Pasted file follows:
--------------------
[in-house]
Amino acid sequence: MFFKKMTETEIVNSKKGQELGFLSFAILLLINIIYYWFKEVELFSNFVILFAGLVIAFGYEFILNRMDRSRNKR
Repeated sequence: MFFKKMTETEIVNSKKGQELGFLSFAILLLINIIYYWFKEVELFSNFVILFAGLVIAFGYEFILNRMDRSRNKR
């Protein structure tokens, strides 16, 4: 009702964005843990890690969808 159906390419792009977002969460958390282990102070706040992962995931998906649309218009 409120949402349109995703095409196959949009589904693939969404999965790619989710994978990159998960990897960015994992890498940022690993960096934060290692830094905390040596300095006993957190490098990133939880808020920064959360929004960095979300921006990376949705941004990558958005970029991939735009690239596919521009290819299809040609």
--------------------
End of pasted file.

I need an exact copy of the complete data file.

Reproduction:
[in-house]
Amino acid sequence: MFFKKMTETEIVNSKKGQELGFLSFAILLLINIIYYWFKEVELFSNFVILFAGLVIAFGYEFILNRMDRSRNKR
Repeated sequence: MFFKKMTETEIVNSKKGQELGFLSFAILLLINIIYYWFKEVELFSNFVILFAGLVIAFGYEFILNRMDRSRNKR
């Protein structure tokens, strides 16, 4: 009702964005843990890690969808 159906390419792009977002969460958390282990102070706040992962995931998906649309218009 409120949402349109995703095409196959949009589904693939969404999965790619989710994978990159998960990897960015994992890498940022690993960096934060290692830094905390040596300095006993957190490098990133939880808020920064959360929004960095979300921006990376949705941004990558958005970029991939735009690239596919521009290819299809040609």